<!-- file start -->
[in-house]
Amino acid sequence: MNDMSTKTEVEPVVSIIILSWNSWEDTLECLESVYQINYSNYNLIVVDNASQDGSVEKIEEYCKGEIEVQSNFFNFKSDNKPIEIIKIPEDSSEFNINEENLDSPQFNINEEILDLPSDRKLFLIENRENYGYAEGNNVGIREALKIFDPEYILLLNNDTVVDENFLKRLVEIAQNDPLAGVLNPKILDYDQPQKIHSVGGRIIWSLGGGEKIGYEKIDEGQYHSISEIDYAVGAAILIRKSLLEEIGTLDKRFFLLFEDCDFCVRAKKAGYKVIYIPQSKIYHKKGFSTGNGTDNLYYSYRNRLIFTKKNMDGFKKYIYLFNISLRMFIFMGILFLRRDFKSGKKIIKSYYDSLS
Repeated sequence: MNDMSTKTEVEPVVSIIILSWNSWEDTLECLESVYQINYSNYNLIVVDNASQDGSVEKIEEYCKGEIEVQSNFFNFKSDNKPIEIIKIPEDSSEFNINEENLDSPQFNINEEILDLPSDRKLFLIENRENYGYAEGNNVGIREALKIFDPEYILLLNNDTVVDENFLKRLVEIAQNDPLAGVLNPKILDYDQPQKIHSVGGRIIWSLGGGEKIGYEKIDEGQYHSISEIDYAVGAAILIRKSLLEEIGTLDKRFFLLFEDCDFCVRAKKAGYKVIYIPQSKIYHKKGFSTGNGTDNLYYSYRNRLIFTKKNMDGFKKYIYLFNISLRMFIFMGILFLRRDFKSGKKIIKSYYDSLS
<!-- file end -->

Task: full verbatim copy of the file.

[in-house]
Amino acid sequence: MNDMSTKTEVEPVVSIIILSWNSWEDTLECLESVYQINYSNYNLIVVDNASQDGSVEKIEEYCKGEIEVQSNFFNFKSDNKPIEIIKIPEDSSEFNINEENLDSPQFNINEEILDLPSDRKLFLIENRENYGYAEGNNVGIREALKIFDPEYILLLNNDTVVDENFLKRLVEIAQNDPLAGVLNPKILDYDQPQKIHSVGGRIIWSLGGGEKIGYEKIDEGQYHSISEIDYAVGAAILIRKSLLEEIGTLDKRFFLLFEDCDFCVRAKKAGYKVIYIPQSKIYHKKGFSTGNGTDNLYYSYRNRLIFTKKNMDGFKKYIYLFNISLRMFIFMGILFLRRDFKSGKKIIKSYYDSLS
Repeated sequence: MNDMSTKTEVEPVVSIIILSWNSWEDTLECLESVYQINYSNYNLIVVDNASQDGSVEKIEEYCKGEIEVQSNFFNFKSDNKPIEIIKIPEDSSEFNINEENLDSPQFNINEEILDLPSDRKLFLIENRENYGYAEGNNVGIREALKIFDPEYILLLNNDTVVDENFLKRLVEIAQNDPLAGVLNPKILDYDQPQKIHSVGGRIIWSLGGGEKIGYEKIDEGQYHSISEIDYAVGAAILIRKSLLEEIGTLDKRFFLLFEDCDFCVRAKKAGYKVIYIPQSKIYHKKGFSTGNGTDNLYYSYRNRLIFTKKNMDGFKKYIYLFNISLRMFIFMGILFLRRDFKSGKKIIKSYYDSLS